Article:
which by definition of in (3) equals
equation (10) takes the form
Note that conditionally on , and up to time of position-dependent killing at rate , is a single-particle diffusion . Introducing the -resolvent kernel of the diffusion
(, measurable), the law of starting from is given by , and we can rewrite (11) as
which allows for iteration. By (11) and (13), the expected occupation measure (8) has the following interpretation: At rate , we erase unit mass travelling along the trajectory of , replace it by mass (generating particles with probability , and then merging these particles), then shift the location of the merged mass to a random position selected according to . The underlying strongly Markovian system (again defined probabilistically by killing and repasting since the corresponding semigroup is i.g. not contractive) has the generator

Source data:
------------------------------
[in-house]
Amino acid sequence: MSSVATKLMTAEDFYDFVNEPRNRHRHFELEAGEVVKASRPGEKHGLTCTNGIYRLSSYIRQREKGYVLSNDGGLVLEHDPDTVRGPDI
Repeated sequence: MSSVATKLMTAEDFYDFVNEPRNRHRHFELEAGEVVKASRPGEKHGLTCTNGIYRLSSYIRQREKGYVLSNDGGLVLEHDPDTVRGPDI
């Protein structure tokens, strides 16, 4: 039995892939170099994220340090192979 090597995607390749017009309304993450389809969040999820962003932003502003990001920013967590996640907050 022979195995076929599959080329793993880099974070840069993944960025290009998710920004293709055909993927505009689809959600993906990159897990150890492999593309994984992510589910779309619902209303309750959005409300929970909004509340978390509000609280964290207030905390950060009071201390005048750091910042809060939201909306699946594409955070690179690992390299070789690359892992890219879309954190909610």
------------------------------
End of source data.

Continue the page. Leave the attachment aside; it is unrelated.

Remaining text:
(notations from (4), (5), (3)) and is thus identified as the jump diffusion on ‘killed’ at position-dependent rate (of course, since we do not assume , speaking of ‘killing’ is abuse of language). Iteration of (13) combined with (14) then provides us with the following explicit solution to (8):
Compare the last proof to , lemma 1.4 and its proof, and to , Prop. 3.2.21 and Cor. 3.2.30, and note the role of the kernel from (A2) iii) which scatters offspring produced at branching events:
Indeed, the kernel defined in , (3.2.23) corresponds exactly to our definition of in (3).
Following definition 4.10 in Ikeda, Nagasawa and Watanabe , the semigroup on the single-particle space